2.5 Responding to a flexible working request

A line manager will consider the proposed flexible working arrangements, looking at the potential benefits and adverse effects to the employee and to the organisation in implementing the proposed changes.

Each request will be considered on a case-by-case basis. Agreeing to one request will not set a precedent or create the right for another employee to be granted a similar change to their working pattern. The employee will be informed in writing of the organisation’s decision as soon as is reasonably practicable, but no later than 14 days after the meeting.

The request may be granted in full, in part or refused. The organisation may propose a modified version of the request, the request may be granted on a temporary basis, or the employee may be asked to try the flexible working arrangement for a trial period. If the request is agreed, then the employee will be sent a confirmation letter which will include details of the new arrangements. The employee should contact their line manager within 14 days if they wish to discuss the new arrangements further or have any concerns.

2.6 Right to appeal decision

The employee has the right to appeal the decision if their request is refused or is only agreed in part.

The employee may lodge an appeal within 14 days of being notified of a decision on their application. This should be done in writing and clearly state the grounds on which they are appealing. The appeal will be heard within 14 days. The employee will then be informed of the outcome to their appeal within 14 days of the appeal meeting. These time limits may be extended with the agreement of both the employee and line manager.

2.7 Trialling new working arrangements

Where there is some uncertainty about whether the flexible working arrangement is practicable for an employee and/or TfC, a trial period may be agreed. If a trial period is arranged the organisation will allow sufficient time for an employee and their manager to implement and become used to the new working practices before taking any decisions on the viability of a new arrangement.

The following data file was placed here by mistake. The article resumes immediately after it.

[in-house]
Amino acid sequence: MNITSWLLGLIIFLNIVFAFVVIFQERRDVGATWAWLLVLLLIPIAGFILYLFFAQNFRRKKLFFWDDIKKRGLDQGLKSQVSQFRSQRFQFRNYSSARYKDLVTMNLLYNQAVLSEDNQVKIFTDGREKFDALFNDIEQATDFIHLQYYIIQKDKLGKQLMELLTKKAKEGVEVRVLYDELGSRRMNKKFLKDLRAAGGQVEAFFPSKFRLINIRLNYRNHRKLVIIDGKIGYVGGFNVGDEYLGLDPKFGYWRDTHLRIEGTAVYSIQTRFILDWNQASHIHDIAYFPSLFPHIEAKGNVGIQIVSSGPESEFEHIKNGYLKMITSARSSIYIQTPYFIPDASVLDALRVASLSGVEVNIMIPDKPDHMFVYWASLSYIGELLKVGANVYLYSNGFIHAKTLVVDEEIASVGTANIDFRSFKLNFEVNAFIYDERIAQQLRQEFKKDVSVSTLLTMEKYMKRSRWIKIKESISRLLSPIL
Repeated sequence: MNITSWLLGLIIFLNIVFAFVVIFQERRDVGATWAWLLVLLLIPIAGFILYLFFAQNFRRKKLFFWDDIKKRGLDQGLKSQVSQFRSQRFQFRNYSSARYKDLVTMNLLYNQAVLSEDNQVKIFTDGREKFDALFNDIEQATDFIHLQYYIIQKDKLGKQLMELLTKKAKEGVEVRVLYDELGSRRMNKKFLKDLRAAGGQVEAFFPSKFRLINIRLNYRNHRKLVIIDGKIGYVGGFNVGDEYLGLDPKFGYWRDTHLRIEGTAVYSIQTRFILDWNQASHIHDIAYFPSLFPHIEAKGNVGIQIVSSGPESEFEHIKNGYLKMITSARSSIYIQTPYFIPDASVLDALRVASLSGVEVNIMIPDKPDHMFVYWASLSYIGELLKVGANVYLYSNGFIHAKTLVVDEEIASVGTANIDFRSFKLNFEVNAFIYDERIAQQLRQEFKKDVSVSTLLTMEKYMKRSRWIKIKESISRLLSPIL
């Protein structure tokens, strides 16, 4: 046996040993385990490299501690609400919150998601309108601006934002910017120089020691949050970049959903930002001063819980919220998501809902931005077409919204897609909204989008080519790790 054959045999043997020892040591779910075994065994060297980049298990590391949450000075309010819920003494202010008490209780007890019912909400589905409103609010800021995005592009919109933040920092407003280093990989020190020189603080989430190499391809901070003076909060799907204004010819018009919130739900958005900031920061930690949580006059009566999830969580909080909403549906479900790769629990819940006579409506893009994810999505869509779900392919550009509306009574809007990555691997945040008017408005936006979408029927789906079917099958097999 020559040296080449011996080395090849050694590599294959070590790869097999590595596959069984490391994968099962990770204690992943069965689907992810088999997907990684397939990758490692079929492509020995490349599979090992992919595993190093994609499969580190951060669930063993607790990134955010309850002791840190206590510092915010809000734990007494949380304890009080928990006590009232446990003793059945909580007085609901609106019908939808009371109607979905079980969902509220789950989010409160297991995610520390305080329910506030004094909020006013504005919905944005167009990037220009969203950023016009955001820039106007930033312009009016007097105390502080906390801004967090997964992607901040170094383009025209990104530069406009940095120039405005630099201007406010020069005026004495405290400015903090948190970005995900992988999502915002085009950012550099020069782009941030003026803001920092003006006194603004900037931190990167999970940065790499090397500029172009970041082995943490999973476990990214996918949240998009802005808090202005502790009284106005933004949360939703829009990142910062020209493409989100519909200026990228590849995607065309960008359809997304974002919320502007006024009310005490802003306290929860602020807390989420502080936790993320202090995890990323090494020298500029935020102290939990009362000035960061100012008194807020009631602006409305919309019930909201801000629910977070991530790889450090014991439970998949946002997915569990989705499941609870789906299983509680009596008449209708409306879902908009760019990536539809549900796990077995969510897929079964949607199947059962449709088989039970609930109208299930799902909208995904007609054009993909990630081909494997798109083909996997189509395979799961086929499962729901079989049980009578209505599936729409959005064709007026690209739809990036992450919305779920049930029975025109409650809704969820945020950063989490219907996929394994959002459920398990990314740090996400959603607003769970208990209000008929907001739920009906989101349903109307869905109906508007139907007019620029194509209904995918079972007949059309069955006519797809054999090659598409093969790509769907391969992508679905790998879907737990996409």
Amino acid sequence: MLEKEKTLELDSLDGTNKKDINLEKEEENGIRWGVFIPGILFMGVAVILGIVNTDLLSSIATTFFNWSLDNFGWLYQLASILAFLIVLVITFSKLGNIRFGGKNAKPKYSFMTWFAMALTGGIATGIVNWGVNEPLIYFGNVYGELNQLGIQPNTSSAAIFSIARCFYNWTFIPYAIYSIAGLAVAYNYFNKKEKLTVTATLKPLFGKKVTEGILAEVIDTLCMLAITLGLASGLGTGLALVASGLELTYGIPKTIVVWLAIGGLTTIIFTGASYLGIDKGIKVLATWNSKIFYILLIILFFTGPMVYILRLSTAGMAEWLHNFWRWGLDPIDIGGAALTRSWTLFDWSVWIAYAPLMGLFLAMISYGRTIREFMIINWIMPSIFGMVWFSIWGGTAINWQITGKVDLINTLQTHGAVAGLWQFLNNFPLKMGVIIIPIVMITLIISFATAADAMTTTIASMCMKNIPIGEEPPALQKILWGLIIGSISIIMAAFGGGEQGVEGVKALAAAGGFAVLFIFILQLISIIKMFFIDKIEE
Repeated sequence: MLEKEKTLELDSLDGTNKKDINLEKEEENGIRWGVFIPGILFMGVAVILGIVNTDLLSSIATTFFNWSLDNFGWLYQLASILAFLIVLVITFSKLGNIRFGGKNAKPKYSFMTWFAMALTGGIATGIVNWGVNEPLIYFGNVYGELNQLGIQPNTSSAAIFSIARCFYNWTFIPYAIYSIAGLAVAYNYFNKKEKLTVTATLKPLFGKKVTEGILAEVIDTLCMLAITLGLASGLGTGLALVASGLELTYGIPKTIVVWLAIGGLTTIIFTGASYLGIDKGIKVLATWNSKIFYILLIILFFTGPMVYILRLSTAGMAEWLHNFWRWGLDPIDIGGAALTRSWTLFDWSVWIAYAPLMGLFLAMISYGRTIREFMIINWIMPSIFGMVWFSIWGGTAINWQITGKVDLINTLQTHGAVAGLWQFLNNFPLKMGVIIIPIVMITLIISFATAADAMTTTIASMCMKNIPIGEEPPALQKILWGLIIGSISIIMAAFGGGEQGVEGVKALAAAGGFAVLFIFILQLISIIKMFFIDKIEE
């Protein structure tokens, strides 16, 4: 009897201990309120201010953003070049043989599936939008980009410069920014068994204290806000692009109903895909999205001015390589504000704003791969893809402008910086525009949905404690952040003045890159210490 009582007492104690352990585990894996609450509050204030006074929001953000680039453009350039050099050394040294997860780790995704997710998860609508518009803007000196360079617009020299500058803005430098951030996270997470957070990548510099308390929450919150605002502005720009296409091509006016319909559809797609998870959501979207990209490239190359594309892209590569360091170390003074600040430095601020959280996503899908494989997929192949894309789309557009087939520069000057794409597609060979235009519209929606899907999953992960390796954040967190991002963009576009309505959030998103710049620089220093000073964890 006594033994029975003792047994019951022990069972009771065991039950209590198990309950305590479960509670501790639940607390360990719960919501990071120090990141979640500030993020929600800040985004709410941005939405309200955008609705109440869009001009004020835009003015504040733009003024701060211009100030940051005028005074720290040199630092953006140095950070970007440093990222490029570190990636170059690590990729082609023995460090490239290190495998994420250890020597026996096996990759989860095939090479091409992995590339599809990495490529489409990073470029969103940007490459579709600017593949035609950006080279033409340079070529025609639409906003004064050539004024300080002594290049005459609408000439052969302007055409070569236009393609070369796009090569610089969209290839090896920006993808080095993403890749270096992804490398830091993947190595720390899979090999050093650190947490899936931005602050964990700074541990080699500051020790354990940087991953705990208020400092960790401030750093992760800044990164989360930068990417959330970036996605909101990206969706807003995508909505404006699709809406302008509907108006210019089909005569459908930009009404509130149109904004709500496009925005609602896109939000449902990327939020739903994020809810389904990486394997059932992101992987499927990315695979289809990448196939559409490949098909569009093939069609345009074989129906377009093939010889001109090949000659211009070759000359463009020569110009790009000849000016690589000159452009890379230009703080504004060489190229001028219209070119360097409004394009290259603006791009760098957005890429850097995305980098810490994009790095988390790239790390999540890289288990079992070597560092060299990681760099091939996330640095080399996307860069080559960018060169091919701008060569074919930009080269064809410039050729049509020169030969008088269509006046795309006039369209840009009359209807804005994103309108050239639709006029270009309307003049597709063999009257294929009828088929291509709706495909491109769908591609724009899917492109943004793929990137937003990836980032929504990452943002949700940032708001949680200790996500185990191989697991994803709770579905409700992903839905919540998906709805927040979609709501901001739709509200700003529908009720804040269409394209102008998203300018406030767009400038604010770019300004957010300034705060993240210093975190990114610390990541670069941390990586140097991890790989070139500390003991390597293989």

3. Definitions

Annualised hours – where an employee’s contractual working hours are calculated as the total number of hours to be worked over the year, allowing flexible working patterns to be worked throughout the year. Usually, the hours will be divided into rostered hours, which are set, and unallocated hours, when an employee can be called into work as demand dictates (and to cover unplanned work and employee absence). Payment will be in 12 equal instalments (although arrangements may be permitted where the pay for the work done is in the period to which the payment relates).

Compressed hours – where an employee works their usual full-time hours in fewer days by working longer blocks meaning that there is no reduction in their pay. For example, a 5-day week is compressed into four days, or a 10-day fortnight into 9 days

Flexitime – allows an employee to choose, within certain limits, when to begin and end work. An employee is required to work during a core time and must work an agreed number of hours during the accounting period of a month. Their hours of attendance will be recorded and added up at the end of each accounting period. An employee can carry over an excess or deficit of hours from one accounting period to another, as decided with their employer. A deficit of hours should be made up in the following accounting period. Excess hours may be used to either reduce attendance outside of core hours or, take additional leave (flexi-leave), subject to a maximum of full days in any accounting period, as set by the employer. Additional leave should be requested and agreed with the employee’s line manager in the same way as annual leave.